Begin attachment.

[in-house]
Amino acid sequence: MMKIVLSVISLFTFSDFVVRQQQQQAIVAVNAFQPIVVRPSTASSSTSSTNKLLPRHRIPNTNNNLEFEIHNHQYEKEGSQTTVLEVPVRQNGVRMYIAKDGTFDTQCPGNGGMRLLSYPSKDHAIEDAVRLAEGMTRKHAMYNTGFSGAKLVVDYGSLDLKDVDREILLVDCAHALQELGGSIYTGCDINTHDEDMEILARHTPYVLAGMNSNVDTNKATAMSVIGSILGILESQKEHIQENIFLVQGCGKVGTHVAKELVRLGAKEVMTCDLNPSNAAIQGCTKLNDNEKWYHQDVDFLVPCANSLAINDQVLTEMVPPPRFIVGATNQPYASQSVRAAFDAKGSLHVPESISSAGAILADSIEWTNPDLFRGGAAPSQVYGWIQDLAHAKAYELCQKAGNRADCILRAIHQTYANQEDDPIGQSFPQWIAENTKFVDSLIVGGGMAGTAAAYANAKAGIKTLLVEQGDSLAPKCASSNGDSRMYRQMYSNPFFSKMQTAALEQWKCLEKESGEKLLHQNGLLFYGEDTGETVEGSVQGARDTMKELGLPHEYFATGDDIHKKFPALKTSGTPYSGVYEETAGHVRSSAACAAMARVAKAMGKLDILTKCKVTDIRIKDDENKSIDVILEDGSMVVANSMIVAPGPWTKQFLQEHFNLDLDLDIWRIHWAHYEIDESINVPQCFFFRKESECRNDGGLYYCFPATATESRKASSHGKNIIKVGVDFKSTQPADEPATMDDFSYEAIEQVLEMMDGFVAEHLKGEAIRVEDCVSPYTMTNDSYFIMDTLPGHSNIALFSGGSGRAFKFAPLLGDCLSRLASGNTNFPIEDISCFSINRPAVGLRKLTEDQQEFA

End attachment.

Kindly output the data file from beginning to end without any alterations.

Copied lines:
[in-house]
Amino acid sequence: MMKIVLSVISLFTFSDFVVRQQQQQAIVAVNAFQPIVVRPSTASSSTSSTNKLLPRHRIPNTNNNLEFEIHNHQYEKEGSQTTVLEVPVRQNGVRMYIAKDGTFDTQCPGNGGMRLLSYPSKDHAIEDAVRLAEGMTRKHAMYNTGFSGAKLVVDYGSLDLKDVDREILLVDCAHALQELGGSIYTGCDINTHDEDMEILARHTPYVLAGMNSNVDTNKATAMSVIGSILGILESQKEHIQENIFLVQGCGKVGTHVAKELVRLGAKEVMTCDLNPSNAAIQGCTKLNDNEKWYHQDVDFLVPCANSLAINDQVLTEMVPPPRFIVGATNQPYASQSVRAAFDAKGSLHVPESISSAGAILADSIEWTNPDLFRGGAAPSQVYGWIQDLAHAKAYELCQKAGNRADCILRAIHQTYANQEDDPIGQSFPQWIAENTKFVDSLIVGGGMAGTAAAYANAKAGIKTLLVEQGDSLAPKCASSNGDSRMYRQMYSNPFFSKMQTAALEQWKCLEKESGEKLLHQNGLLFYGEDTGETVEGSVQGARDTMKELGLPHEYFATGDDIHKKFPALKTSGTPYSGVYEETAGHVRSSAACAAMARVAKAMGKLDILTKCKVTDIRIKDDENKSIDVILEDGSMVVANSMIVAPGPWTKQFLQEHFNLDLDLDIWRIHWAHYEIDESINVPQCFFFRKESECRNDGGLYYCFPATATESRKASSHGKNIIKVGVDFKSTQPADEPATMDDFSYEAIEQVLEMMDGFVAEHLKGEAIRVEDCVSPYTMTNDSYFIMDTLPGHSNIALFSGGSGRAFKFAPLLGDCLSRLASGNTNFPIEDISCFSINRPAVGLRKLTEDQQEFA